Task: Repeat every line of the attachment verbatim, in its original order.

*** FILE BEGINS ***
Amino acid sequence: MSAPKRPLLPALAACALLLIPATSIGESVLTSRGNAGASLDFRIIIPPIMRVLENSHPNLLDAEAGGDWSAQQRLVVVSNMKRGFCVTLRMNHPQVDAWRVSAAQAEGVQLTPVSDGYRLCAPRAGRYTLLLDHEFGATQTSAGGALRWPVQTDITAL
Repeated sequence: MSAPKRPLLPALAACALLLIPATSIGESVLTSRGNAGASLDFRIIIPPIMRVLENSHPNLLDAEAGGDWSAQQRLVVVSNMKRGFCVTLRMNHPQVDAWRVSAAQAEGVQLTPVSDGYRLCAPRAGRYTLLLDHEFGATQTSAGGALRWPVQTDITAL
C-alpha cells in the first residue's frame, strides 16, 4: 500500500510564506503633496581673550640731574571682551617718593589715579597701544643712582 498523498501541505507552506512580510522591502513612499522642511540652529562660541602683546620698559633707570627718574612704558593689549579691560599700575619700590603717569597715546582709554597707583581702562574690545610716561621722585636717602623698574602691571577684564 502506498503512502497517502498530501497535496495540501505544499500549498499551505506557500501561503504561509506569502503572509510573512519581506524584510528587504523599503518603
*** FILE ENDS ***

Amino acid sequence: MSAPKRPLLPALAACALLLIPATSIGESVLTSRGNAGASLDFRIIIPPIMRVLENSHPNLLDAEAGGDWSAQQRLVVVSNMKRGFCVTLRMNHPQVDAWRVSAAQAEGVQLTPVSDGYRLCAPRAGRYTLLLDHEFGATQTSAGGALRWPVQTDITAL
Repeated sequence: MSAPKRPLLPALAACALLLIPATSIGESVLTSRGNAGASLDFRIIIPPIMRVLENSHPNLLDAEAGGDWSAQQRLVVVSNMKRGFCVTLRMNHPQVDAWRVSAAQAEGVQLTPVSDGYRLCAPRAGRYTLLLDHEFGATQTSAGGALRWPVQTDITAL
C-alpha cells in the first residue's frame, strides 16, 4: 500500500510564506503633496581673550640731574571682551617718593589715579597701544643712582 498523498501541505507552506512580510522591502513612499522642511540652529562660541602683546620698559633707570627718574612704558593689549579691560599700575619700590603717569597715546582709554597707583581702562574690545610716561621722585636717602623698574602691571577684564 502506498503512502497517502498530501497535496495540501505544499500549498499551505506557500501561503504561509506569502503572509510573512519581506524584510528587504523599503518603